I did not dissuade Vladimir Putin from his crackdown, but now Australia is using the same tactics
The changes will require charities to ensure that their resources are not used to promote or support acts that may be treated as a minor offense, even if no offense is committed. For example, if a charity sets up a communication channel to bring a community group together to discuss a campaign against a weapons manufacturer and the group offers to meet at the headquarters of the arms company, the charity’s registration could be revoked.
Likewise, under the new regulations, if a charity staff member speaks or tweets in support of a public demonstration about the deaths of Indigenous people in custody, or a Palm Vigil for refugees, and if someone at the event does not move when asked to do so by the police, the charity may face enforcement action.
Alarmingly, under the new laws, the Charities Commissioner can also arbitrarily deregister a charity if he is subjectively convinced that a minor offense has been committed, even though no charges have been laid. And he can shut down a charity if he thinks it’s likely that a minor infraction could occur in the future.
Charities have always stood up for their communities and have done so freely, openly and honestly. They play an important role in civil society, holding government to account for policies on important issues affecting the lives of Australians, often the most disadvantaged and vulnerable. Social progress and equity are won through a strong competition of ideas, of which the public campaign by charitable organizations is a key component. At the most fundamental level, freedom of expression is a cornerstone of our democracy, and it is constitutionally protected.
It’s no wonder that charities are mobilizing and vocally opposing change. If passed, these amendments will silence the voices of millions of Australians on behalf of charities and undermine our democracy and our national values of free speech and fairness.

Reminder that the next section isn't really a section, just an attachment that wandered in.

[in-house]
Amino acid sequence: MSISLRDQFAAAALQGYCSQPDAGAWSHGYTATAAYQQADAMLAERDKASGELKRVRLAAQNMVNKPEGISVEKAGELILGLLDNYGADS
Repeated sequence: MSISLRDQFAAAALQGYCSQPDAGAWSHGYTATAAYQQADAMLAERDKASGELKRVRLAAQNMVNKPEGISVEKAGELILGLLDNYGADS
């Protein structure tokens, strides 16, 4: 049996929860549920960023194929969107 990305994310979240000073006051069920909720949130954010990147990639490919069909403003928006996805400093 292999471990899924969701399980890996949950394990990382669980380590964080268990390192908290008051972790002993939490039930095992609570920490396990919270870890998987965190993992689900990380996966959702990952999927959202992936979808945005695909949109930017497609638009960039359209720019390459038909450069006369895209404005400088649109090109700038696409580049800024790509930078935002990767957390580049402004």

It is important to note that the amended regulations will place an enormous administrative burden on Australia’s 59,000 charities and the 1.38 million employees of those organizations. Time and resources, including public donations, will be diverted from the core missions of charities, such as helping those in need, and instead will be spent on record keeping, compliance monitoring and obtaining legal advice.
The Law Council of Australia states that the proposed amendments “prevent legitimate public dialogue by registered charities or persons associated with registered charities to the detriment of Australian representative democracy”. Leading law firm Arnold Bloch Leibler argues that they “will increase the administrative burden” and are, among other things, “unconstitutional”, “unwarranted” and “fundamentally incompatible with our democratic system of government”.
Earlier, I wisely invoked Putin’s Russia. In 2013, at the summit of civil society groups held alongside the G20 in St. Petersburg, I met him to discuss the vital role of charities in free and open political debate in a democracy. He was already plotting a crackdown, and my efforts were in vain: Targeting charities is a proven political tactic deployed by autocratic and authoritarian regimes to quell dissent and silence criticism. He still closed the charities.
Healthy democracies support their charities, welcome their advocacy, and strengthen and protect human rights and freedoms.
Certainly in Australia in 2021 we are better than these proposed new regulations suggest.